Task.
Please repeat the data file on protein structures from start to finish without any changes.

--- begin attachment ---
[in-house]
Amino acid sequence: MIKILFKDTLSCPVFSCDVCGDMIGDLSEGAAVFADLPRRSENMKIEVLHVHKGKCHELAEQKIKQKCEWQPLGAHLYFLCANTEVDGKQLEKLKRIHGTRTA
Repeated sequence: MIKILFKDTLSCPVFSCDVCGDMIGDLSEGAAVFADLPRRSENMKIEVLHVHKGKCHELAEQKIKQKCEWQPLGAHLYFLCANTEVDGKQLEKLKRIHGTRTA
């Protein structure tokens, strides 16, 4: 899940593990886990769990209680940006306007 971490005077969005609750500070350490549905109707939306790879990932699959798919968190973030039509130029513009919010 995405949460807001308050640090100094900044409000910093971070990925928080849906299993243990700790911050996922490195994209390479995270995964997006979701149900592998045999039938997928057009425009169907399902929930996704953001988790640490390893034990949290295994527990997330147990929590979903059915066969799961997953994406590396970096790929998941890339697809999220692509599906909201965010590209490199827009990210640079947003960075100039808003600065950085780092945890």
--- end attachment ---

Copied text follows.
[in-house]
Amino acid sequence: MIKILFKDTLSCPVFSCDVCGDMIGDLSEGAAVFADLPRRSENMKIEVLHVHKGKCHELAEQKIKQKCEWQPLGAHLYFLCANTEVDGKQLEKLKRIHGTRTA
Repeated sequence: MIKILFKDTLSCPVFSCDVCGDMIGDLSEGAAVFADLPRRSENMKIEVLHVHKGKCHELAEQKIKQKCEWQPLGAHLYFLCANTEVDGKQLEKLKRIHGTRTA
């Protein structure tokens, strides 16, 4: 899940593990886990769990209680940006306007 971490005077969005609750500070350490549905109707939306790879990932699959798919968190973030039509130029513009919010 995405949460807001308050640090100094900044409000910093971070990925928080849906299993243990700790911050996922490195994209390479995270995964997006979701149900592998045999039938997928057009425009169907399902929930996704953001988790640490390893034990949290295994527990997330147990929590979903059915066969799961997953994406590396970096790929998941890339697809999220692509599906909201965010590209490199827009990210640079947003960075100039808003600065950085780092945890």